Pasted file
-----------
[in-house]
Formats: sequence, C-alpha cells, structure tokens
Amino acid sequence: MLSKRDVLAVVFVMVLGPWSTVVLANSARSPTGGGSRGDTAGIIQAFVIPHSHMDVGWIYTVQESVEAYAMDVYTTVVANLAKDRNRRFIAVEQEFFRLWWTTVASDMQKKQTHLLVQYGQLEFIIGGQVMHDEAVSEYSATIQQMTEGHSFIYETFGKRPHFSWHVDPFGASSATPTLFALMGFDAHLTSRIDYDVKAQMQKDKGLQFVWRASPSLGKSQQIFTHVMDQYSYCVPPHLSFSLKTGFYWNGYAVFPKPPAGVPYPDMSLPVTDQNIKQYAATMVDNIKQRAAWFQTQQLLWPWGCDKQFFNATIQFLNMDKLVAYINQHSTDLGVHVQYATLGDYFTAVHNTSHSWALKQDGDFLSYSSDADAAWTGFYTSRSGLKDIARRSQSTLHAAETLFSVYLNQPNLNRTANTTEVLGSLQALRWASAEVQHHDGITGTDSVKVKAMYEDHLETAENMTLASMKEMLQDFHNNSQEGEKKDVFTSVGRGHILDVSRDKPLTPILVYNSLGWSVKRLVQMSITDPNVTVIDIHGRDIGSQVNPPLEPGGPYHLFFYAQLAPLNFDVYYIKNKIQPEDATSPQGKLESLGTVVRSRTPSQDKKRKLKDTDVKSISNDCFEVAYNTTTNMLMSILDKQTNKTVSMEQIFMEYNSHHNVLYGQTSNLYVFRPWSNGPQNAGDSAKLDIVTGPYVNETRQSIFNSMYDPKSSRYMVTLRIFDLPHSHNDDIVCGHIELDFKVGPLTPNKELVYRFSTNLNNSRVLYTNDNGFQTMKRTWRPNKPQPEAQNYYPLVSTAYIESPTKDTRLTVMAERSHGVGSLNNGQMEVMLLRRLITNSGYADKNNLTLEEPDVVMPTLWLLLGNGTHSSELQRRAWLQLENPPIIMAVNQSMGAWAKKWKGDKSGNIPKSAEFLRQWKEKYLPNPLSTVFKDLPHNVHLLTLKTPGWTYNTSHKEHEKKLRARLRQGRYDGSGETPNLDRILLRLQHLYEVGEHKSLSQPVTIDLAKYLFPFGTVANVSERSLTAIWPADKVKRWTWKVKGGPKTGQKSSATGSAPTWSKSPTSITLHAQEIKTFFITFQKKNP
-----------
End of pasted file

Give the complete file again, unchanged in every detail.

[in-house]
Formats: sequence, C-alpha cells, structure tokens
Amino acid sequence: MLSKRDVLAVVFVMVLGPWSTVVLANSARSPTGGGSRGDTAGIIQAFVIPHSHMDVGWIYTVQESVEAYAMDVYTTVVANLAKDRNRRFIAVEQEFFRLWWTTVASDMQKKQTHLLVQYGQLEFIIGGQVMHDEAVSEYSATIQQMTEGHSFIYETFGKRPHFSWHVDPFGASSATPTLFALMGFDAHLTSRIDYDVKAQMQKDKGLQFVWRASPSLGKSQQIFTHVMDQYSYCVPPHLSFSLKTGFYWNGYAVFPKPPAGVPYPDMSLPVTDQNIKQYAATMVDNIKQRAAWFQTQQLLWPWGCDKQFFNATIQFLNMDKLVAYINQHSTDLGVHVQYATLGDYFTAVHNTSHSWALKQDGDFLSYSSDADAAWTGFYTSRSGLKDIARRSQSTLHAAETLFSVYLNQPNLNRTANTTEVLGSLQALRWASAEVQHHDGITGTDSVKVKAMYEDHLETAENMTLASMKEMLQDFHNNSQEGEKKDVFTSVGRGHILDVSRDKPLTPILVYNSLGWSVKRLVQMSITDPNVTVIDIHGRDIGSQVNPPLEPGGPYHLFFYAQLAPLNFDVYYIKNKIQPEDATSPQGKLESLGTVVRSRTPSQDKKRKLKDTDVKSISNDCFEVAYNTTTNMLMSILDKQTNKTVSMEQIFMEYNSHHNVLYGQTSNLYVFRPWSNGPQNAGDSAKLDIVTGPYVNETRQSIFNSMYDPKSSRYMVTLRIFDLPHSHNDDIVCGHIELDFKVGPLTPNKELVYRFSTNLNNSRVLYTNDNGFQTMKRTWRPNKPQPEAQNYYPLVSTAYIESPTKDTRLTVMAERSHGVGSLNNGQMEVMLLRRLITNSGYADKNNLTLEEPDVVMPTLWLLLGNGTHSSELQRRAWLQLENPPIIMAVNQSMGAWAKKWKGDKSGNIPKSAEFLRQWKEKYLPNPLSTVFKDLPHNVHLLTLKTPGWTYNTSHKEHEKKLRARLRQGRYDGSGETPNLDRILLRLQHLYEVGEHKSLSQPVTIDLAKYLFPFGTVANVSERSLTAIWPADKVKRWTWKVKGGPKTGQKSSATGSAPTWSKSPTSITLHAQEIKTFFITFQKKNP